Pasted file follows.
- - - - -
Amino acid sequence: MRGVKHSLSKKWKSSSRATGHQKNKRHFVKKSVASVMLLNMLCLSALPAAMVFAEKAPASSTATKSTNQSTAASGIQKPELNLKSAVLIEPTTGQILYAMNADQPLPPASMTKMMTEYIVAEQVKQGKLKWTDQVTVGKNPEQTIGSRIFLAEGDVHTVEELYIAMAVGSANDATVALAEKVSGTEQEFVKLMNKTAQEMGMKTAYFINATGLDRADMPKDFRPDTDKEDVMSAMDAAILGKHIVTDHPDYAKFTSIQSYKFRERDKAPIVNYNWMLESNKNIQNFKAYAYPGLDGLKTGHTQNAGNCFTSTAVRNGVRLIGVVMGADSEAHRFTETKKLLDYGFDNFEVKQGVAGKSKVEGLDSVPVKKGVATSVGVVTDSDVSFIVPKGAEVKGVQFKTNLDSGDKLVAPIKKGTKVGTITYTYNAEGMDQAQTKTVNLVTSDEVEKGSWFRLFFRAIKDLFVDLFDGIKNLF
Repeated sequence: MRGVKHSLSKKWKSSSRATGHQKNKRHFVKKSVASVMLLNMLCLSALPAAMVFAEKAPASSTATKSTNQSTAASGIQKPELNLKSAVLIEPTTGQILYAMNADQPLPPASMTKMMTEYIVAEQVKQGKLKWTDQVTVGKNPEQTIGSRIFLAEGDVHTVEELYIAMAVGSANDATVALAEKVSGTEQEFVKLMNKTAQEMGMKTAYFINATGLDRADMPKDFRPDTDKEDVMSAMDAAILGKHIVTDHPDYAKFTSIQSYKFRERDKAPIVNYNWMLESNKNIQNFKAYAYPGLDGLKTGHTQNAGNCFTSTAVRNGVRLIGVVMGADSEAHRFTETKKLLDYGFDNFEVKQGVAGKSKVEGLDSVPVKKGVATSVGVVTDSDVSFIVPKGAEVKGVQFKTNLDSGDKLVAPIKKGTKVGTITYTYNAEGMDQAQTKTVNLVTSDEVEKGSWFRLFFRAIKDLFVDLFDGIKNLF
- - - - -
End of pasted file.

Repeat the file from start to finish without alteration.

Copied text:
Amino acid sequence: MRGVKHSLSKKWKSSSRATGHQKNKRHFVKKSVASVMLLNMLCLSALPAAMVFAEKAPASSTATKSTNQSTAASGIQKPELNLKSAVLIEPTTGQILYAMNADQPLPPASMTKMMTEYIVAEQVKQGKLKWTDQVTVGKNPEQTIGSRIFLAEGDVHTVEELYIAMAVGSANDATVALAEKVSGTEQEFVKLMNKTAQEMGMKTAYFINATGLDRADMPKDFRPDTDKEDVMSAMDAAILGKHIVTDHPDYAKFTSIQSYKFRERDKAPIVNYNWMLESNKNIQNFKAYAYPGLDGLKTGHTQNAGNCFTSTAVRNGVRLIGVVMGADSEAHRFTETKKLLDYGFDNFEVKQGVAGKSKVEGLDSVPVKKGVATSVGVVTDSDVSFIVPKGAEVKGVQFKTNLDSGDKLVAPIKKGTKVGTITYTYNAEGMDQAQTKTVNLVTSDEVEKGSWFRLFFRAIKDLFVDLFDGIKNLF
Repeated sequence: MRGVKHSLSKKWKSSSRATGHQKNKRHFVKKSVASVMLLNMLCLSALPAAMVFAEKAPASSTATKSTNQSTAASGIQKPELNLKSAVLIEPTTGQILYAMNADQPLPPASMTKMMTEYIVAEQVKQGKLKWTDQVTVGKNPEQTIGSRIFLAEGDVHTVEELYIAMAVGSANDATVALAEKVSGTEQEFVKLMNKTAQEMGMKTAYFINATGLDRADMPKDFRPDTDKEDVMSAMDAAILGKHIVTDHPDYAKFTSIQSYKFRERDKAPIVNYNWMLESNKNIQNFKAYAYPGLDGLKTGHTQNAGNCFTSTAVRNGVRLIGVVMGADSEAHRFTETKKLLDYGFDNFEVKQGVAGKSKVEGLDSVPVKKGVATSVGVVTDSDVSFIVPKGAEVKGVQFKTNLDSGDKLVAPIKKGTKVGTITYTYNAEGMDQAQTKTVNLVTSDEVEKGSWFRLFFRAIKDLFVDLFDGIKNLF